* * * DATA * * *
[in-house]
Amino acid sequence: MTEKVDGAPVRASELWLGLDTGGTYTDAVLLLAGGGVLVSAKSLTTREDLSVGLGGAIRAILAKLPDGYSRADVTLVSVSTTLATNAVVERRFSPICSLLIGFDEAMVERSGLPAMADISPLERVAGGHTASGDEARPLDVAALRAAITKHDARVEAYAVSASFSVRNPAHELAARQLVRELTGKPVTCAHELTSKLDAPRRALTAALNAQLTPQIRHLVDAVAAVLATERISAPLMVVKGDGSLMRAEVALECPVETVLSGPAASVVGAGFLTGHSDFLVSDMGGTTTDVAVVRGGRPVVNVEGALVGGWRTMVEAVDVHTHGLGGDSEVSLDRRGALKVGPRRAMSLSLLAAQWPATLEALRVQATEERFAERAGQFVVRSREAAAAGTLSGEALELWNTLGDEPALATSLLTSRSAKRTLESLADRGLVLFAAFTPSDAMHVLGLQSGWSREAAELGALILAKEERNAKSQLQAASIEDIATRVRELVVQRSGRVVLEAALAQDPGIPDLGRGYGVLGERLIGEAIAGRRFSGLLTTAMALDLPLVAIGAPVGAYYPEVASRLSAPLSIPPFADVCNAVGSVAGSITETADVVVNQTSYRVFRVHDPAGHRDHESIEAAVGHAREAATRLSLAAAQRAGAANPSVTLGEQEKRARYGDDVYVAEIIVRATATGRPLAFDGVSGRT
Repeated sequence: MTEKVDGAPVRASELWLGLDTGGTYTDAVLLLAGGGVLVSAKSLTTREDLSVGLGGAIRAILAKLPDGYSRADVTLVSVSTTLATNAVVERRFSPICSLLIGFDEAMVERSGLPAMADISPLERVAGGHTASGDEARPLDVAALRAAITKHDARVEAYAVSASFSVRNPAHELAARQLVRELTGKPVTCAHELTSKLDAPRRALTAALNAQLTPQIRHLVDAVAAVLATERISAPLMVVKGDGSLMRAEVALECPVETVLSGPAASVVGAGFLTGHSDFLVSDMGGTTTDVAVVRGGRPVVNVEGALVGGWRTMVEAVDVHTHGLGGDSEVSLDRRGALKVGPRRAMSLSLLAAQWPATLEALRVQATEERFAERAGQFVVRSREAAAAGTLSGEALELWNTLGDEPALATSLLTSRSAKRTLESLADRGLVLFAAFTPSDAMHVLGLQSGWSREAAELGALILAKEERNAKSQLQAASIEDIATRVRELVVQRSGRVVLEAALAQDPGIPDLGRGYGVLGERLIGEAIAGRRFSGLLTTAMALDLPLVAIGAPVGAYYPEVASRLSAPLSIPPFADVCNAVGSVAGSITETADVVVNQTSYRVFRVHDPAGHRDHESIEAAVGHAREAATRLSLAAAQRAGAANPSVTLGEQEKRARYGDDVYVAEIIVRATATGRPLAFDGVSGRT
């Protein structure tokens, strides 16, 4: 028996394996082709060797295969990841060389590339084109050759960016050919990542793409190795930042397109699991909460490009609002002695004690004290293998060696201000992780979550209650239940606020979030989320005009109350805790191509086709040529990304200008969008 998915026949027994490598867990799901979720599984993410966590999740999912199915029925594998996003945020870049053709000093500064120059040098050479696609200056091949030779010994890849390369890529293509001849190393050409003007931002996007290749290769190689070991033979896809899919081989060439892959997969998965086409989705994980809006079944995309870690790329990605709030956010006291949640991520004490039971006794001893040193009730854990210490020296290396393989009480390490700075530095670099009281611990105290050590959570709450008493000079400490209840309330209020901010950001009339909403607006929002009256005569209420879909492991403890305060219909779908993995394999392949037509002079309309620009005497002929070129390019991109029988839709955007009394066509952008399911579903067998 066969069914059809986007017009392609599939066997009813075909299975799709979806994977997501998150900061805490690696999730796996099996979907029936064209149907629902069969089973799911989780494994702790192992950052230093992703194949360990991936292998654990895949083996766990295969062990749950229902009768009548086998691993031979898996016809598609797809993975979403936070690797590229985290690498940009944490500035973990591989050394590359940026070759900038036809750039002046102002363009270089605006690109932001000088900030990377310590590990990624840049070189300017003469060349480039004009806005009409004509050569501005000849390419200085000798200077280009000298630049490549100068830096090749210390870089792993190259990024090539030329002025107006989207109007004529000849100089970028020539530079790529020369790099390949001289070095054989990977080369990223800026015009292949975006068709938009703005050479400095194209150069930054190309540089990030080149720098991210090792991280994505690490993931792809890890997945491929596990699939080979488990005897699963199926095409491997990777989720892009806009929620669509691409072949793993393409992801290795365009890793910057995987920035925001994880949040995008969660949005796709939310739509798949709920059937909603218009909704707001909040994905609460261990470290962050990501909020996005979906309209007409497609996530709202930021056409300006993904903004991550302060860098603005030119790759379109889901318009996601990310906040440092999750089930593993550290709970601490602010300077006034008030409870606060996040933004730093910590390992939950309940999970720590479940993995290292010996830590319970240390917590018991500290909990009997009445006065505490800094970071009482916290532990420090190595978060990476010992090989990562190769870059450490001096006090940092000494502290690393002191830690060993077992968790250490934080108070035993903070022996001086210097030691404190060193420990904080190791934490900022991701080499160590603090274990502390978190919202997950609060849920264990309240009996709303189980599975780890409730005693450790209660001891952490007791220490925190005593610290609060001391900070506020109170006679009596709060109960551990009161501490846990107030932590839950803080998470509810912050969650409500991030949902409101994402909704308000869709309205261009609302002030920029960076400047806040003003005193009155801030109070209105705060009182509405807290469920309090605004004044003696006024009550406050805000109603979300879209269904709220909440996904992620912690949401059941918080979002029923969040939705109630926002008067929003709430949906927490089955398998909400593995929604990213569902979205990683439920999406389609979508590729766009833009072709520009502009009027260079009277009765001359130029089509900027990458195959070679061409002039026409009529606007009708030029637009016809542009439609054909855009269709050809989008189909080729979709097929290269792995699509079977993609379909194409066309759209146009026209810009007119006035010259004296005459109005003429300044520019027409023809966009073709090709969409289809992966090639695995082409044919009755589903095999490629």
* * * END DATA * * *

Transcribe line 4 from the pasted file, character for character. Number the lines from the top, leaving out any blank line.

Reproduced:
């Protein structure tokens, strides 16, 4: 028996394996082709060797295969990841060389590339084109050759960016050919990542793409190795930042397109699991909460490009609002002695004690004290293998060696201000992780979550209650239940606020979030989320005009109350805790191509086709040529990304200008969008 998915026949027994490598867990799901979720599984993410966590999740999912199915029925594998996003945020870049053709000093500064120059040098050479696609200056091949030779010994890849390369890529293509001849190393050409003007931002996007290749290769190689070991033979896809899919081989060439892959997969998965086409989705994980809006079944995309870690790329990605709030956010006291949640991520004490039971006794001893040193009730854990210490020296290396393989009480390490700075530095670099009281611990105290050590959570709450008493000079400490209840309330209020901010950001009339909403607006929002009256005569209420879909492991403890305060219909779908993995394999392949037509002079309309620009005497002929070129390019991109029988839709955007009394066509952008399911579903067998 066969069914059809986007017009392609599939066997009813075909299975799709979806994977997501998150900061805490690696999730796996099996979907029936064209149907629902069969089973799911989780494994702790192992950052230093992703194949360990991936292998654990895949083996766990295969062990749950229902009768009548086998691993031979898996016809598609797809993975979403936070690797590229985290690498940009944490500035973990591989050394590359940026070759900038036809750039002046102002363009270089605006690109932001000088900030990377310590590990990624840049070189300017003469060349480039004009806005009409004509050569501005000849390419200085000798200077280009000298630049490549100068830096090749210390870089792993190259990024090539030329002025107006989207109007004529000849100089970028020539530079790529020369790099390949001289070095054989990977080369990223800026015009292949975006068709938009703005050479400095194209150069930054190309540089990030080149720098991210090792991280994505690490993931792809890890997945491929596990699939080979488990005897699963199926095409491997990777989720892009806009929620669509691409072949793993393409992801290795365009890793910057995987920035925001994880949040995008969660949005796709939310739509798949709920059937909603218009909704707001909040994905609460261990470290962050990501909020996005979906309209007409497609996530709202930021056409300006993904903004991550302060860098603005030119790759379109889901318009996601990310906040440092999750089930593993550290709970601490602010300077006034008030409870606060996040933004730093910590390992939950309940999970720590479940993995290292010996830590319970240390917590018991500290909990009997009445006065505490800094970071009482916290532990420090190595978060990476010992090989990562190769870059450490001096006090940092000494502290690393002191830690060993077992968790250490934080108070035993903070022996001086210097030691404190060193420990904080190791934490900022991701080499160590603090274990502390978190919202997950609060849920264990309240009996709303189980599975780890409730005693450790209660001891952490007791220490925190005593610290609060001391900070506020109170006679009596709060109960551990009161501490846990107030932590839950803080998470509810912050969650409500991030949902409101994402909704308000869709309205261009609302002030920029960076400047806040003003005193009155801030109070209105705060009182509405807290469920309090605004004044003696006024009550406050805000109603979300879209269904709220909440996904992620912690949401059941918080979002029923969040939705109630926002008067929003709430949906927490089955398998909400593995929604990213569902979205990683439920999406389609979508590729766009833009072709520009502009009027260079009277009765001359130029089509900027990458195959070679061409002039026409009529606007009708030029637009016809542009439609054909855009269709050809989008189909080729979709097929290269792995699509079977993609379909194409066309759209146009026209810009007119006035010259004296005459109005003429300044520019027409023809966009073709090709969409289809992966090639695995082409044919009755589903095999490629």